Still Learning To See

Simply beautiful…

…but not necessarily simple! The structures that support life—and the processes of life, now revved up to full speed with summer—are beautiful in their simple outward forms even if what lies just below the surface is so dauntingly complex.

How else can a grape tendril reach out fully three feet into “nothing” until it finds a point of attachment and then grow a leaf structure that can move water and nutrients and collect the sun’s energy and also tolerate the raging storm that blew through this weekend? DSC03365

This entry was published on July 11, 2017 at 8:56 am. It’s filed under Ecosystem, Garden, John Snell, John Snell Photographer, Patterns, Photograph, Summer, Vermont and tagged , , . Bookmark the permalink. Follow any comments here with the RSS feed for this post.

5 thoughts on “Simply beautiful…

  1. Karen Dailey on said:

    As I look at the grape leaf in all its detail, I am reminded of an aerial photo of a busy residential complex, with large veins/highways feeding into smaller subdivisions and even the individual lots. It seems a bit of sacrilege to put such natural beauty into such human terms, but there it is! Now, if we can convey the same sense of Nature and its calm and knowing ways into the more human picture, then we’ll have gained something overall. Thanks again for sharing you views on Nature and life. We are all still learning to see.

  2. I love thinking deeply on these things, since having retired.. Is it magic or lucky chaos, or a trillion..gazillions of “happy accidents?” Through microscopes, or telescopes… cameras or the naked eye..the closer I look, the more I’m convinced.. There is no design, without a designer..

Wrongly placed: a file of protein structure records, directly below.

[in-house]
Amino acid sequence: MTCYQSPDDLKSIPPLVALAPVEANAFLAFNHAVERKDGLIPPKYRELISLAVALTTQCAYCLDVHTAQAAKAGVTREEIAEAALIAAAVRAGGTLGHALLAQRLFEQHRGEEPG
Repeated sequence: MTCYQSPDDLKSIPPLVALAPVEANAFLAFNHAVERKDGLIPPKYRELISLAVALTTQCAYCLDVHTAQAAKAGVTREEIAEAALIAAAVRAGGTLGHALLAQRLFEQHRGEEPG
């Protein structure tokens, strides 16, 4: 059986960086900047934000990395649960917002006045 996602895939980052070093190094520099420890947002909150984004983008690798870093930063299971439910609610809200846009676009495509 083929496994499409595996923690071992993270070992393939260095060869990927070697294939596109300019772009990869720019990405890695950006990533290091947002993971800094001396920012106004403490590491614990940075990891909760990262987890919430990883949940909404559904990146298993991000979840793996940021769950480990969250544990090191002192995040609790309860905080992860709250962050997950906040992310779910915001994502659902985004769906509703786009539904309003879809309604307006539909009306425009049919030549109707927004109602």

Thanks for this lovely thoughtful post John..

  3. Julia on said:

    Your grape leaf would be a stunning addition to one of my favorite books, NATURE’S CHAOS, with words by James Gleick and photography by Eliot Porter (and I know you’ve read the book 🙂 Gleick is the author of CHAOS (here’s a short youtube of him explaining chaos theory and fractals).

    The flyleaf of the book says, of Porter: “He has searched the jumble and disorder in nature for a harmony, not a static, balanced one, but a wavering, lurching, animating harmony, from the turbulent stresses within the wood of a tree to the jaggedness of a mountain ridge, from the cracks in dried mud bed to enfolded lava.”

    And added to those could be the veins of your grape leaf–with all the “animating harmony” he mentions.

    You always make me aware of what an honor it is to be on this planet and to be able to see such wonders. As always, thanks for keeping the focus on the big picture when the small human one is so overwhelming at times.

  4. Thank you for your comments and the link, both very appropriate and appreciated.

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